3.  Weak Disciplinary Control (or help…my kids are holding me hostage!)
Many moms bail out because their little darlings are running wild, refusing to do their work in a thousand irritating, teacher-derailing, foot-dragging ways.  You must have a clear cause and effect authority structure for your child and be willing to enforce it if you are going to teach him and keep him on track. 

Dad can be a big help in this area as he can be the principal to report to as well as the adoring father that the child displays his work to at the end of the day. 

Also, remember to think discipline in the positive sense as well as the punishment sense.  Reward systems are excellent motivators for the sluggish child, such as "store" dollars given for certain levels of performance to be exchanged at a weekly time for goodies.  Our kids, by the way, also learned a lot of economics from this method!

 4.  But We MUST ALWAYS finish ALL of it (or page after page, as the homeschool turns)
You'll know who you are when beads of sweat break out on your forehead at the mere thought that maybe, just maybe, little Johnny doesn't need to do all 100 problems on the 2's times table since he knows them thoroughly even though the workbook page includes them.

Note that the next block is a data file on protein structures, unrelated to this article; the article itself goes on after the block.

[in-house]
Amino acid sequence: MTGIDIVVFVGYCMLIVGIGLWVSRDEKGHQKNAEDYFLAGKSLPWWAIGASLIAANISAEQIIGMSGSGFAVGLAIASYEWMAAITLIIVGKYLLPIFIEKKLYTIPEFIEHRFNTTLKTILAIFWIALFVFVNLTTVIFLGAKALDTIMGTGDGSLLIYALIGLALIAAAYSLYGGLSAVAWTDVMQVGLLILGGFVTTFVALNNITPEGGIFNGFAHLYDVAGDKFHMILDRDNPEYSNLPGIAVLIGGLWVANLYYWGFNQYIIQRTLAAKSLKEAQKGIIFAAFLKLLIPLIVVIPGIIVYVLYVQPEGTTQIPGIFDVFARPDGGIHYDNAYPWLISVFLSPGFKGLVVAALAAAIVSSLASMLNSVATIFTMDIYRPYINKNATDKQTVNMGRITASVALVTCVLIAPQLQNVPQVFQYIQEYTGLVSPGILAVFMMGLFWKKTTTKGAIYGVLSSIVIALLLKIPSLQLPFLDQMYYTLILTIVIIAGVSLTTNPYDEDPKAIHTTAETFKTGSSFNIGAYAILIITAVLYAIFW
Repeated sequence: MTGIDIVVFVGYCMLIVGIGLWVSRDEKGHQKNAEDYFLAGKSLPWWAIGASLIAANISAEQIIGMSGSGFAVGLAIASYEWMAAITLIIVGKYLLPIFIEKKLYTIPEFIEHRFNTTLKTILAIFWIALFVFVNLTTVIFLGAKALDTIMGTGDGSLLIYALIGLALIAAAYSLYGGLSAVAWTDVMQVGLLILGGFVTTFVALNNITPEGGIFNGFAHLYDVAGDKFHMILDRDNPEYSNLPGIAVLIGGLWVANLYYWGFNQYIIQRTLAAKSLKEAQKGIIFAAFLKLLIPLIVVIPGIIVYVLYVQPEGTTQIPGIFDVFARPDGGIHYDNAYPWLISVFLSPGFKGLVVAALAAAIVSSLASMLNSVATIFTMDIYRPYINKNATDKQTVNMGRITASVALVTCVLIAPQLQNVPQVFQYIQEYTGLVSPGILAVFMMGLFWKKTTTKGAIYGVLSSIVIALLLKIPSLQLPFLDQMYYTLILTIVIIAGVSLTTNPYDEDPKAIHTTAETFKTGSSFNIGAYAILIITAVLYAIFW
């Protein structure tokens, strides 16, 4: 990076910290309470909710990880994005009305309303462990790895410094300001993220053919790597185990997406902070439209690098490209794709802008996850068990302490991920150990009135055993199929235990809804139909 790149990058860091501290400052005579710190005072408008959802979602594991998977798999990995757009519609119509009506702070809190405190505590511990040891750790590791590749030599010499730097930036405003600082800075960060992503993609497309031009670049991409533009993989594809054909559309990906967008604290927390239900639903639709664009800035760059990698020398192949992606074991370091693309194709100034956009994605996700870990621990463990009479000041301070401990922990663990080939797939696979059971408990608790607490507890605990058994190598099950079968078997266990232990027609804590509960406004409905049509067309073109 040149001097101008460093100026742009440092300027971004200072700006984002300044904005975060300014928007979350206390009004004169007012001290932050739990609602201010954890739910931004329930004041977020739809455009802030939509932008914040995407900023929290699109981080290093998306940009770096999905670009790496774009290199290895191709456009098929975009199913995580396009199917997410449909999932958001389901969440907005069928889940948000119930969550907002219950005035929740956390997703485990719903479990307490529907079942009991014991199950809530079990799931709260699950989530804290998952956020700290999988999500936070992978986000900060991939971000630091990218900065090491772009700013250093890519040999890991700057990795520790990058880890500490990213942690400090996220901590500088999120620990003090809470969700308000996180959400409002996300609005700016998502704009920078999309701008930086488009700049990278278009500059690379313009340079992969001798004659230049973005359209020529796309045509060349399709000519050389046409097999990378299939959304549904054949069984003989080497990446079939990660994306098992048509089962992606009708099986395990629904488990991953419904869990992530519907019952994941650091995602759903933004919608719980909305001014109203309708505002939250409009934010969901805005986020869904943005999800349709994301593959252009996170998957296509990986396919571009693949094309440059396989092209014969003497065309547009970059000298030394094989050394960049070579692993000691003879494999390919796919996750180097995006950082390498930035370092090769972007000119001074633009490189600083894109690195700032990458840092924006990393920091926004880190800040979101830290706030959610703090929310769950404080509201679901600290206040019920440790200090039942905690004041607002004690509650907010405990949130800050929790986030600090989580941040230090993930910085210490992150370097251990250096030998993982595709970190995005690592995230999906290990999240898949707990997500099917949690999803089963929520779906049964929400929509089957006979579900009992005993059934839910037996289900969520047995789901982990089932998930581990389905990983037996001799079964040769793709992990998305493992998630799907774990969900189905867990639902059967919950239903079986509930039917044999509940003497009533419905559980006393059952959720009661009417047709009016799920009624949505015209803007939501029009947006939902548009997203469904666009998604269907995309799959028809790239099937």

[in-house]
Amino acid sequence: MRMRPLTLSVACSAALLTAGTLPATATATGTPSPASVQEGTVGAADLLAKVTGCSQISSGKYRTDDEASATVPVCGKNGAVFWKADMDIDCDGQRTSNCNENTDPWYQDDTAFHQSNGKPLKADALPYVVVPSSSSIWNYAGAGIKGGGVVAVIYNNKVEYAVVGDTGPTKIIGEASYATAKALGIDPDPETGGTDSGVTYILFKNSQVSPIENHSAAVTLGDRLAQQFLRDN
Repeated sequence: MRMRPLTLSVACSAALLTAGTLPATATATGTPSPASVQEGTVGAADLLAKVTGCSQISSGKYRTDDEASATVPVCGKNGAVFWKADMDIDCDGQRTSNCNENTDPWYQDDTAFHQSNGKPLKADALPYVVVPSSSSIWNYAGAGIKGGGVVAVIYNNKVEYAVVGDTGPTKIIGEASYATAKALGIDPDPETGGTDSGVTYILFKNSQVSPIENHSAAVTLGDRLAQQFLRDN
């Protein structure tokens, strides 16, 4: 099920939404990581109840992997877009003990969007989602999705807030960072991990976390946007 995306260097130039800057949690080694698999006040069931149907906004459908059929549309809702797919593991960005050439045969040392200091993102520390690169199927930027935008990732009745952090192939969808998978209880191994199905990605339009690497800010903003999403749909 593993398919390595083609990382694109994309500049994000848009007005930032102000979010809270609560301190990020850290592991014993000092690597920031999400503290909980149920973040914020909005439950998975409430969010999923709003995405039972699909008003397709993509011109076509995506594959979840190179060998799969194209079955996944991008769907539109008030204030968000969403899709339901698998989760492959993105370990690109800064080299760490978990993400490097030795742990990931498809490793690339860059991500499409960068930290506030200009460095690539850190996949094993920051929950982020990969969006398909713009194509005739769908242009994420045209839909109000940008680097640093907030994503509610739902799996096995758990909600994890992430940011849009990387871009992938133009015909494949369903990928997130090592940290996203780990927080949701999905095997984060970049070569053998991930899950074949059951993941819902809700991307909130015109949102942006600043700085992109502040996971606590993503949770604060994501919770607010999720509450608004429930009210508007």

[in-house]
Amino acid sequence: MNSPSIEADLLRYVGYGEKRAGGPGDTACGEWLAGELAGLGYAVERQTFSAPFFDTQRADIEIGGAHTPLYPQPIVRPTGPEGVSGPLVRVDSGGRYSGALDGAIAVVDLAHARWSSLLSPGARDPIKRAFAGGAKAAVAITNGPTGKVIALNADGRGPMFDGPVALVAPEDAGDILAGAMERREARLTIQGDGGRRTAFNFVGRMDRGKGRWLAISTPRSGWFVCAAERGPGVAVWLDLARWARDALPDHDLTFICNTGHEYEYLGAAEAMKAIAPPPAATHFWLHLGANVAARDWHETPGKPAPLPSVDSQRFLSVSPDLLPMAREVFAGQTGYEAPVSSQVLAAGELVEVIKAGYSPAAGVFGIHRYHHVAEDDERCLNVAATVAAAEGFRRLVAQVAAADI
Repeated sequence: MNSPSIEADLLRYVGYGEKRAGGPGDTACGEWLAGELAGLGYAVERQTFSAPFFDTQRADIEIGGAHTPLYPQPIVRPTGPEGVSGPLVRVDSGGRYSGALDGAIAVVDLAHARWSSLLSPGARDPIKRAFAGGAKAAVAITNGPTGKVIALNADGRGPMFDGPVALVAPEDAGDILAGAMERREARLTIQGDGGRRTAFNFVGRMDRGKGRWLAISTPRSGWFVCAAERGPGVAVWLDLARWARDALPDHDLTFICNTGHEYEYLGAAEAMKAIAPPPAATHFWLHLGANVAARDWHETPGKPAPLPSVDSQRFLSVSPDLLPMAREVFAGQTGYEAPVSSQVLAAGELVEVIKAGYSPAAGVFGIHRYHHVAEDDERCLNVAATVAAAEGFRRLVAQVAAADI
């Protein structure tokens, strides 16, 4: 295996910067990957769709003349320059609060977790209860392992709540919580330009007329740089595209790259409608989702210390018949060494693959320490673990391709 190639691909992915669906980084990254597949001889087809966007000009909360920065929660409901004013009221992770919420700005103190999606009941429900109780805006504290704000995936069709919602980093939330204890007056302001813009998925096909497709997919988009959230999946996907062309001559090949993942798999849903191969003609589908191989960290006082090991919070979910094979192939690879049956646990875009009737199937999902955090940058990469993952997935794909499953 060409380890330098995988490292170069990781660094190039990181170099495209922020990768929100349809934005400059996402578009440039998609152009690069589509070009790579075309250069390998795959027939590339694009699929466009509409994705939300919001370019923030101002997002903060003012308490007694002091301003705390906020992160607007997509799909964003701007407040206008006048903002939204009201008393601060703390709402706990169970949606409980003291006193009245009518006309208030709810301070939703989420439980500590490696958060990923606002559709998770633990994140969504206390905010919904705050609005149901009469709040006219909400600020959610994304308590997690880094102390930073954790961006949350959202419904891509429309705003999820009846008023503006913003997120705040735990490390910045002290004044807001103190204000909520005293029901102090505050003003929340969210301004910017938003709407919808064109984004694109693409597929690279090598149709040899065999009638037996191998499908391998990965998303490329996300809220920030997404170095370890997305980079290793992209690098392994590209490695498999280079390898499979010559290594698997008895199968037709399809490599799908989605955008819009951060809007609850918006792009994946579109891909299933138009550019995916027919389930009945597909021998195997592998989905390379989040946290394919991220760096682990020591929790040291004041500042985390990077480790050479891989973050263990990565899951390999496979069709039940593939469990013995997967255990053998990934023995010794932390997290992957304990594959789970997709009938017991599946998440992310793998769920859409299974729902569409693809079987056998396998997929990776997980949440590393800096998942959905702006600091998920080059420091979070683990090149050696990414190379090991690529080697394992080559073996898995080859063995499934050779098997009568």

While repetition often is beneficial, and seatwork can be a good tool, please don't feel compelled to finish every problem, read every page, do every quiz, finish every supplemental book and additional worksheet, etc., etc., ad infinauseum. 

Publishers purposely sell a  lot of stuff because that's how they make money.  Also, they are offering options for teachers to pick and choose from for that extra seat work to keep the masses quiet.  Remember to make the curriculum work for you. Focus upon your child's mastery.  If he's truly mastered a subject feel free to  move on! 

5.  Why are you always so squirrelly/whiny about your work! (or the square peg/round hole)
Please seek God's guidance for your child's learning style and stage.  Not every child learns best from abundant seatwork problems.  Not every child is meant to master Algebra at 9 years of age (most don't!).